Hydrologic Intermediaries as a Missing Link Between Modelers and Stakeholders: A Case Study of Santa Cruz Active Management Area
AuthorGrewal, Vivek Singh
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PublisherThe University of Arizona.
RightsCopyright © is held by the author. Digital access to this material is made possible by the University Libraries, University of Arizona. Further transmission, reproduction, presentation (such as public display or performance) of protected items is prohibited except with permission of the author.
AbstractApplied hydrologic modelers commonly see their role as providing a versatile tool that can predict the impacts of a variety of changes to hydrologic systems. Stakeholders commonly see a hydrologic model as a tool that can provide clear predictions to their specific questions, by integrating all the hydrologic factors. There are many publicly available regional hydrologic models in the US, but local stakeholders find it difficult to use these models for their decision-making. Given this distance between modelers and stakeholders, it seems that there is a critical role for an intermediary who can guide a stakeholder for optimal use of a hydrologic model to answer stakeholder-specific questions. The goals of this study are (1) to conceptualize the role and workflow of Hydrologic Intermediary (HI) in the context of model capability, (2) to illustrate with a case study, how an HI may provide results from a calibrated model, and conduct prediction uncertainty analysis. The study takes up an example case for the Santa Cruz Active Management Area in Arizona, where a calibrated groundwater model, developed by the Arizona Department of Water Resources, is used to guide land and water use planning efforts by a non-profit organization, Arizona Land and Water Trust. The stakeholder requirements that are within model capabilities are provided with model forecasts and estimates of forecast error are made using uncertainty analysis tools - PEST and pyEMU. The requirements which are outside the model capability are revised into something that the model can predict. Such hydrologic intermediation may be a cost-effective way to increase access to models, reduce misuse of models, and make models that are more responsive to stakeholder requirements.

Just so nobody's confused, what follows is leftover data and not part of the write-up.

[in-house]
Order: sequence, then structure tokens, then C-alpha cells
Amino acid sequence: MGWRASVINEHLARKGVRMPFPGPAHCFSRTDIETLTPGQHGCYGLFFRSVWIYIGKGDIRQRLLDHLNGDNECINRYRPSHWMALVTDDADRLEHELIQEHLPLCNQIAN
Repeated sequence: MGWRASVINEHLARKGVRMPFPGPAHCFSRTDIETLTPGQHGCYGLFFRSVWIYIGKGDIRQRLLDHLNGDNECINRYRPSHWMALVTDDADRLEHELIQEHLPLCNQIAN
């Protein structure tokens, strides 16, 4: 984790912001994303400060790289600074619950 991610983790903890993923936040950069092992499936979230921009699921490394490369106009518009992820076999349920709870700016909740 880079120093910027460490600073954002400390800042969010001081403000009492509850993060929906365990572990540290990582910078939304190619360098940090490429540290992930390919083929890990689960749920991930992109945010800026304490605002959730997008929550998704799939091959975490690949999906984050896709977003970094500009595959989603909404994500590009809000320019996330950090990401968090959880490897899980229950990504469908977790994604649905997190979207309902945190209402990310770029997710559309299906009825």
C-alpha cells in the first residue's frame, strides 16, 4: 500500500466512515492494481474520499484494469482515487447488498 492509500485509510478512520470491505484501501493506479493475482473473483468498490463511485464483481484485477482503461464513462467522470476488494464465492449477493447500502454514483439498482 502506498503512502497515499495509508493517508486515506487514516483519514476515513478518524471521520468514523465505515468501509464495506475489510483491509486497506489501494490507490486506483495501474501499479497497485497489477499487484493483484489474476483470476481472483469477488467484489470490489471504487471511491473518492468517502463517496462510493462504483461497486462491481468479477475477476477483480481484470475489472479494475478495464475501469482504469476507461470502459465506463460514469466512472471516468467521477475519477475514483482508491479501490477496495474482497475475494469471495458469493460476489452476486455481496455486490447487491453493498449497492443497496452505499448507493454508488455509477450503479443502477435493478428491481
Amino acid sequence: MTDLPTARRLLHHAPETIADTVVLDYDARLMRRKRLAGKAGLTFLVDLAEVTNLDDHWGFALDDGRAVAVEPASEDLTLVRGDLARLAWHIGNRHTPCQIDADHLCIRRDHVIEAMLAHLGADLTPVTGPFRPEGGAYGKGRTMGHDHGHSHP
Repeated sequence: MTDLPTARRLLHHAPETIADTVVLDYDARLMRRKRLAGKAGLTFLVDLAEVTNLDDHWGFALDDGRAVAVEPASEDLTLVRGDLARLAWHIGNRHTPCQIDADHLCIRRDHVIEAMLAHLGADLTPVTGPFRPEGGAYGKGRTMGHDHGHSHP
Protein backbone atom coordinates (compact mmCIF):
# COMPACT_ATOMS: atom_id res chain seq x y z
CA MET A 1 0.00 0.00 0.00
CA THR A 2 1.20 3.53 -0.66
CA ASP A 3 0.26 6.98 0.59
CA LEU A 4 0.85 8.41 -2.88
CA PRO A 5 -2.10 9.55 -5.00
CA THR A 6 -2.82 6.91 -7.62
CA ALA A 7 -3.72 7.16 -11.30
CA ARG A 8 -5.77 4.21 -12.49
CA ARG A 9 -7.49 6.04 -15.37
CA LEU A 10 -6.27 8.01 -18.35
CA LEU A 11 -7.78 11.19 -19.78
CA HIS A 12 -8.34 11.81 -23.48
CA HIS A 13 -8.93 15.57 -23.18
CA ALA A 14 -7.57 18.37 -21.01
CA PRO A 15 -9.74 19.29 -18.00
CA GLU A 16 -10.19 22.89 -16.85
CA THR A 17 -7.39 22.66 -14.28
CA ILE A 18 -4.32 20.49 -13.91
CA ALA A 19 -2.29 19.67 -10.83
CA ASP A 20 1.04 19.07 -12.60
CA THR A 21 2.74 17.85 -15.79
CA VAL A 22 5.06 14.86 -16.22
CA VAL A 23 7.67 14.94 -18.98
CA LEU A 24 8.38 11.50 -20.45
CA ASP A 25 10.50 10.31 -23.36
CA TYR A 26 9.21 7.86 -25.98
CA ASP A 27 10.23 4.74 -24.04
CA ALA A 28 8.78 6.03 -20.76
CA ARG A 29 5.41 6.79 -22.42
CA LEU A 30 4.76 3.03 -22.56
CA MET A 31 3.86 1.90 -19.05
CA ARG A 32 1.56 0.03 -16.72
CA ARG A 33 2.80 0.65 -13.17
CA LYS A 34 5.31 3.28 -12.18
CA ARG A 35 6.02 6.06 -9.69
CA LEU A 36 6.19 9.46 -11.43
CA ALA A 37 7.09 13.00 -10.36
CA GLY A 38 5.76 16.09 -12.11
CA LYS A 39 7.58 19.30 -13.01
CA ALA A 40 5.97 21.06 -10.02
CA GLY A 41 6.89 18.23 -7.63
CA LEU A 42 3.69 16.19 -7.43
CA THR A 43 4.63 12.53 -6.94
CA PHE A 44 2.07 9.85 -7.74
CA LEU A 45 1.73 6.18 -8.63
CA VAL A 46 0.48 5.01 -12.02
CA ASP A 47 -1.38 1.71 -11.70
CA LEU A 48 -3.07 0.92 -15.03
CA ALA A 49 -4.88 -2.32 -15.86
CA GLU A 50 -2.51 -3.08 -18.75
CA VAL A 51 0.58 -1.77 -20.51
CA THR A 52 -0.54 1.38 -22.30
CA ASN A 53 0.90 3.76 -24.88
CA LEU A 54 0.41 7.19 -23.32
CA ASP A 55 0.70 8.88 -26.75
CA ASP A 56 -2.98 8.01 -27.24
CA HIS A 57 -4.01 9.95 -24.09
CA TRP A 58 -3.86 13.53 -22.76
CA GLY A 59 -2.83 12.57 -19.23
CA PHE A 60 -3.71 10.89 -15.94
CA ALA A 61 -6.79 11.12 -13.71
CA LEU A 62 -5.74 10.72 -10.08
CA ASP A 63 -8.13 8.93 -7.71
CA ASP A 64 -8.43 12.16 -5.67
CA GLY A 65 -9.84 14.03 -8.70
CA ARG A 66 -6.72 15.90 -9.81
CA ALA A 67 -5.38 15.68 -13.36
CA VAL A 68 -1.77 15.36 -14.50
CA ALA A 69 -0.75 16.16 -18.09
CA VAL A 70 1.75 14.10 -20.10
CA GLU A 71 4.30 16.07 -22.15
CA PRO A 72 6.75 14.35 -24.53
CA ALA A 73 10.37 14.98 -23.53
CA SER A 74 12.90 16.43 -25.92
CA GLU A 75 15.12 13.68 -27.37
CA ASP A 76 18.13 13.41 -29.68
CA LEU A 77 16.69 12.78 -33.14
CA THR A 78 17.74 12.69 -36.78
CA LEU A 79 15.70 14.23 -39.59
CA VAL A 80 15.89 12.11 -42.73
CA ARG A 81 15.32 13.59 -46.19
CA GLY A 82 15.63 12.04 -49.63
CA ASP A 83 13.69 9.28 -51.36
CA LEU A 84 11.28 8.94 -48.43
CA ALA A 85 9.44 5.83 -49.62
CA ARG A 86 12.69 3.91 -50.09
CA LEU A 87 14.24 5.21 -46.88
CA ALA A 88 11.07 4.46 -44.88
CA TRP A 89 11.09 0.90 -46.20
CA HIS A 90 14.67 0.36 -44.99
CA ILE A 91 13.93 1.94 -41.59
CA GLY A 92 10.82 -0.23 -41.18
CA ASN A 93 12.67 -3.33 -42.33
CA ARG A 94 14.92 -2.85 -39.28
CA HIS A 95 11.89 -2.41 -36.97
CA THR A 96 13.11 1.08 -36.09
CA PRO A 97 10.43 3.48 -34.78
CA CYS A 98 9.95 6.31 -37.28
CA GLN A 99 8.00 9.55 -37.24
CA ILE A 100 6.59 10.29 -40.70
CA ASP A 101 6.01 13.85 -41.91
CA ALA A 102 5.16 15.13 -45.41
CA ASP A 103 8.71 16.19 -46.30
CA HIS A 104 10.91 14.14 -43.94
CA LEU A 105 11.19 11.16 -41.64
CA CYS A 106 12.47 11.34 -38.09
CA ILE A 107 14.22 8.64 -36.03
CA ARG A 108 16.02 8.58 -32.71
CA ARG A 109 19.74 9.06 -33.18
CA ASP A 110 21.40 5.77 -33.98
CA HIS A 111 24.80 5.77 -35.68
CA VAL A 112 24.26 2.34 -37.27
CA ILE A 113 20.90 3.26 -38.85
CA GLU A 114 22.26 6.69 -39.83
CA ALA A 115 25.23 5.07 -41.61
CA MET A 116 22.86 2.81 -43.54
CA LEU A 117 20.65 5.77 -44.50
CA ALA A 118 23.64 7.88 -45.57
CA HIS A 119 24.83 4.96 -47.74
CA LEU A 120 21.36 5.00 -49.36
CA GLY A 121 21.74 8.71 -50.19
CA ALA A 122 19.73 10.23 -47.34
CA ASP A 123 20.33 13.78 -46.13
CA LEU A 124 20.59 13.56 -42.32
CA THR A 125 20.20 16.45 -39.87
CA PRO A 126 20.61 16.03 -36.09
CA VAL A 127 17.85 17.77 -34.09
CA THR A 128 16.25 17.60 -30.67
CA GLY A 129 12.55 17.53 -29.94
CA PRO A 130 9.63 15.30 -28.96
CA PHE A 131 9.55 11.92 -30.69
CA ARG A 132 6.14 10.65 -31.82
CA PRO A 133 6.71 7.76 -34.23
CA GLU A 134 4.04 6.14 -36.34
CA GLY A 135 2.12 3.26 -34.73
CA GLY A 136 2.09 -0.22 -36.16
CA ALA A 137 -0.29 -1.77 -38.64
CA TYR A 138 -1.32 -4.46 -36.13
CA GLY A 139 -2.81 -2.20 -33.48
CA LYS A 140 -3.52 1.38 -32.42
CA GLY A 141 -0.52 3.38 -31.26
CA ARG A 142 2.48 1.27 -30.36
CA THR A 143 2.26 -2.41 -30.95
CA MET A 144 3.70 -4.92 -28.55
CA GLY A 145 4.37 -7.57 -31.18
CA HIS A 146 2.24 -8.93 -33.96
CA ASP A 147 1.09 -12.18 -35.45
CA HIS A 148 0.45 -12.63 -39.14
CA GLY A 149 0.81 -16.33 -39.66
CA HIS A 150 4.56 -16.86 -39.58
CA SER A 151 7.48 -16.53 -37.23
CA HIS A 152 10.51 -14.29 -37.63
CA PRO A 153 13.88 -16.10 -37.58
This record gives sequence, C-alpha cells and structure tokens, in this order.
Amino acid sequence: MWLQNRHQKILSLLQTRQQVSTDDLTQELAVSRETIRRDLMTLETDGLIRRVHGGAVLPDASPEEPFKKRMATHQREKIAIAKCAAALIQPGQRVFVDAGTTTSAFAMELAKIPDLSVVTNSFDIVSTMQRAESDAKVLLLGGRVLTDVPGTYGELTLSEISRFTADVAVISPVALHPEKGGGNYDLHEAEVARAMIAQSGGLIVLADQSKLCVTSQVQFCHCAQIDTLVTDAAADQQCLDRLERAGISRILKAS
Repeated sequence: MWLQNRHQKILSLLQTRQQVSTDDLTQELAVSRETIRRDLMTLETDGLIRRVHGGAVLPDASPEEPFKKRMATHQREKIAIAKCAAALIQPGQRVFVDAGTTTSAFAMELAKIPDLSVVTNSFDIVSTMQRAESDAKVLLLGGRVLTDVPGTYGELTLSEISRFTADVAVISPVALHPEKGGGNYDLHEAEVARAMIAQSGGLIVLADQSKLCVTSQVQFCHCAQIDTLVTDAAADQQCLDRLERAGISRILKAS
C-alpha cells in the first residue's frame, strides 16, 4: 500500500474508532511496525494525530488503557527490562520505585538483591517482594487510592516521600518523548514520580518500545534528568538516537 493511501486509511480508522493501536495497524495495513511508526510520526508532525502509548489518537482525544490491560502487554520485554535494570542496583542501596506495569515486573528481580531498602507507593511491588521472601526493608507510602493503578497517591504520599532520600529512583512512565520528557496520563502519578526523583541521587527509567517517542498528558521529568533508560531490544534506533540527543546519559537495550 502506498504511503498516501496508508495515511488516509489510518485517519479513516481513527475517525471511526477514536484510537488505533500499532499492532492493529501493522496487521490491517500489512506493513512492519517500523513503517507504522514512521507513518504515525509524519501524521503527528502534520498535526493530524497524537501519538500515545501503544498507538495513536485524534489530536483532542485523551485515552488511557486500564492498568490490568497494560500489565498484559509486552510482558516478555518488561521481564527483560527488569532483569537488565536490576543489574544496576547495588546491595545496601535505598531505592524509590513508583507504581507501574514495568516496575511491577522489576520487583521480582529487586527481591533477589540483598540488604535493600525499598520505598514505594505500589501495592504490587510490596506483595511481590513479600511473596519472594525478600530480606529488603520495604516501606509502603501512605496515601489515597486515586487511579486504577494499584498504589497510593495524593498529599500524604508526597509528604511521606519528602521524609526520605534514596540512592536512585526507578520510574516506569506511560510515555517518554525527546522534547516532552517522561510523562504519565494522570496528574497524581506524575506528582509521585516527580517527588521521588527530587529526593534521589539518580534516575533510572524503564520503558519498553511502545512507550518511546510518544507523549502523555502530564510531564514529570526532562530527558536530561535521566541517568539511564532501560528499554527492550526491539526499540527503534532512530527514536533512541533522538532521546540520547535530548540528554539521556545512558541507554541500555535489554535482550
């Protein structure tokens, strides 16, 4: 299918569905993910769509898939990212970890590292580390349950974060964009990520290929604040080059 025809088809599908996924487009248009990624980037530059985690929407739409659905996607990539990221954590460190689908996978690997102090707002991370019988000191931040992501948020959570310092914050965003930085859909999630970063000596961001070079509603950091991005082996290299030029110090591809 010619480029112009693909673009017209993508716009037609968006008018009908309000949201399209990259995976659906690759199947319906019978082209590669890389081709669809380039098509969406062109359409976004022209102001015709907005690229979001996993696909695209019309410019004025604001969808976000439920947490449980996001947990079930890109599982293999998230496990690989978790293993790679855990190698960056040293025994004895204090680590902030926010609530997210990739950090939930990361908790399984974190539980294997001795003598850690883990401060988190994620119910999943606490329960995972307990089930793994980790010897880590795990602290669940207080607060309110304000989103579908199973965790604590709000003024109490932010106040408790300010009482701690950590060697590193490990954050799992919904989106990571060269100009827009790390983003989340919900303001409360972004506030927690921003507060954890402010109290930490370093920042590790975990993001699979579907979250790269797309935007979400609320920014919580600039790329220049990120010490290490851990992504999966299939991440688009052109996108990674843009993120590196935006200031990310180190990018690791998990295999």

Degree ProgramGraduate College